Vice's Chief Digital Officer Leaves Following Misconduct Allegations

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Mike Germano, Shane Smith, Andrew Creighton.
Mike Germano, Shane Smith, Andrew Creighton. Credit: Illustration by Tam Nguyen/Ad Age, Composite images Getty, Youtube

The chief digital officer at Vice is no longer with the company, a Vice spokesman confirmed on Tuesday. The executive, Mike Germano, was previously suspended following a December New York Times article that reported allegations of sexual misconduct. The spokesman declined to elaborate on his exit.

Attempts to reach Germano Tuesday afternoon were not immediately successful.

Vice at the same time is combining its internal agencies, integrating the digital shop Carrot Creative, where Germano had been CEO, into the Vice creative agency Virtue Worldwide. Vice had been planning the merger of Carrot and Virtue for roughly a year, according to a press release.

By mid-day Tuesday, a landing page for Carrot redirected visitors to Virtue. "After years of co-habitation and collaboration, we've decided to take the next step in our relationship and make our union official," the page reads.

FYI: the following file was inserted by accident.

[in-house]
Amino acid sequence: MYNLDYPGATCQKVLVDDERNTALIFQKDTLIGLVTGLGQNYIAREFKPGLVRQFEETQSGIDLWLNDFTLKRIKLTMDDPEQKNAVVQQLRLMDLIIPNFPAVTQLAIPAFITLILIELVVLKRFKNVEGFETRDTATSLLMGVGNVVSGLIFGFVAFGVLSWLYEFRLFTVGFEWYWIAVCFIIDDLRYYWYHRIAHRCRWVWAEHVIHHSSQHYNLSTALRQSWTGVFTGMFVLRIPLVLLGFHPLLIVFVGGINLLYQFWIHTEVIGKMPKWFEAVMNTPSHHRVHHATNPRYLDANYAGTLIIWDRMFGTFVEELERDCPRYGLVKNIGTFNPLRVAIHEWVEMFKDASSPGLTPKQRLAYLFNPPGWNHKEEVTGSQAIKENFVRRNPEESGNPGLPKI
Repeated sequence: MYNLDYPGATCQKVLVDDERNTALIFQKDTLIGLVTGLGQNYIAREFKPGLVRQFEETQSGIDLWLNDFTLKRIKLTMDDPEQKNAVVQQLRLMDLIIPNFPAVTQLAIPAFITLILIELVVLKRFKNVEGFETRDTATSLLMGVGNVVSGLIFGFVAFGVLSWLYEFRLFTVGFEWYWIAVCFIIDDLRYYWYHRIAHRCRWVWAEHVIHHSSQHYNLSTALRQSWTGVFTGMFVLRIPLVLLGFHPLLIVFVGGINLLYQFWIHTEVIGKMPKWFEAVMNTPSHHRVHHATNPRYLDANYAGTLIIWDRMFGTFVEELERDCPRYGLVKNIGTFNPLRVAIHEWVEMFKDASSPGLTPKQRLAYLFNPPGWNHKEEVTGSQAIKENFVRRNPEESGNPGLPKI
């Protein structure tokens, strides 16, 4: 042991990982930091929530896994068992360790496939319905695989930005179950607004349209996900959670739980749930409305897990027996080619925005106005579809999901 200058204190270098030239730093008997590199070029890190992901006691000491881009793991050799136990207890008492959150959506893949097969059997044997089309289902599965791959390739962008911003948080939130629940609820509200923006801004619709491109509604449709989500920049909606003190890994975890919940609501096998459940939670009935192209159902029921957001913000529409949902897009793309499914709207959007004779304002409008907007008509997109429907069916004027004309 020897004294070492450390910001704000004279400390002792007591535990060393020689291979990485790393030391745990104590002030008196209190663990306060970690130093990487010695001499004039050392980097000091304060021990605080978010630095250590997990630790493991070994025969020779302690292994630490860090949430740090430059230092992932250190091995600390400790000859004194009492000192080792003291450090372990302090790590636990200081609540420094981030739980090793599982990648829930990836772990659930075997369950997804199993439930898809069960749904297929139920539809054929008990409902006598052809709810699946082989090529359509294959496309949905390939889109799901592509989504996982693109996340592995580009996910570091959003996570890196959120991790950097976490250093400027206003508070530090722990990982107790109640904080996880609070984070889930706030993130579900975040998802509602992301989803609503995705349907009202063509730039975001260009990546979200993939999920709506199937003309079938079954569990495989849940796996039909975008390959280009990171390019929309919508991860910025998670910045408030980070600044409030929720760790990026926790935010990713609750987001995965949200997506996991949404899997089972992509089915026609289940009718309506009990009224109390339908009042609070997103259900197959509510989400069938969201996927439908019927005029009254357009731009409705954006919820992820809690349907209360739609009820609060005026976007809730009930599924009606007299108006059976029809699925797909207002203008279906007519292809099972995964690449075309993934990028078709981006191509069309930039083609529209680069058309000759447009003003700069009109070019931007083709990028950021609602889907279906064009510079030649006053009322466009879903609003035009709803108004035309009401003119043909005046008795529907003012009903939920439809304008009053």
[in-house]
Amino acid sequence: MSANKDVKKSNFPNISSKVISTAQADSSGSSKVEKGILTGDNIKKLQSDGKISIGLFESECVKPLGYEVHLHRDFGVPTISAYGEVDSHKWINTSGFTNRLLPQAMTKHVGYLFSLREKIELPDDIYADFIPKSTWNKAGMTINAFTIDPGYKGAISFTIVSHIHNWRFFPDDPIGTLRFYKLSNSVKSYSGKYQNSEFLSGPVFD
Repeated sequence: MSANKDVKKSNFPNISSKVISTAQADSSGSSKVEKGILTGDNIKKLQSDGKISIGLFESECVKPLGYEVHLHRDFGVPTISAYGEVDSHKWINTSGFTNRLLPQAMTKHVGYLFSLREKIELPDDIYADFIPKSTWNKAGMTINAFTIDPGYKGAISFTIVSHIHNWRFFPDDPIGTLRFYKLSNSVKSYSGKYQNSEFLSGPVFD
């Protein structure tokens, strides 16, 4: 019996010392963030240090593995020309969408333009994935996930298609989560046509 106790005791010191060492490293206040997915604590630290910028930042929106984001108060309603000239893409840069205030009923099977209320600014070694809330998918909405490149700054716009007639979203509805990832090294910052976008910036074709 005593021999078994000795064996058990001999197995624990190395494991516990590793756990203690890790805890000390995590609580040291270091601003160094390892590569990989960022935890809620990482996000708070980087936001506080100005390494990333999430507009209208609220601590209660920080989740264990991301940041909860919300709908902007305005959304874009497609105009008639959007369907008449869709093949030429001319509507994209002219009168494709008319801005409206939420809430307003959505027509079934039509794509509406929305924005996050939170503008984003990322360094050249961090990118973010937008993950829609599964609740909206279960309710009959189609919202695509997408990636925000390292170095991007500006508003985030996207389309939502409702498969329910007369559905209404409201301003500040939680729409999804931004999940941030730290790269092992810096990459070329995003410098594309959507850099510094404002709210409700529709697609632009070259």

The news of Germano's departure and the merger of Carrot and Virtue was first reported by Digiday.

Since the allegations broke in the Times last month, several Vice clients have been re-examining their relationship with the company. Many, such as Ally Financial and Unilever, have been closely following the investigations involving Germano and Creighton. In the meantime, Vice has tried to alter its boys-club persona by introducing mandatory anti-harassment training and an expanded human resources department.

Virtue, Vice's twelve-year-old branded content arm, counts clients such as Google, Coca-Cola, Lululemon and Samsung.

"In a time when digital should be at the core of all agencies rather than a specialized focus, it's an exciting and natural next step for us as we round out Virtue's creative and strategic offerings with Carrot's social, analytics and tech," said Ryan Mack, president of Virtue, in a statement.

Vice's president, Andrew Creighton, who was also named in the Times story, took a voluntary leave earlier this year. The company's investigation on that front is still ongoing, according to the spokesman.

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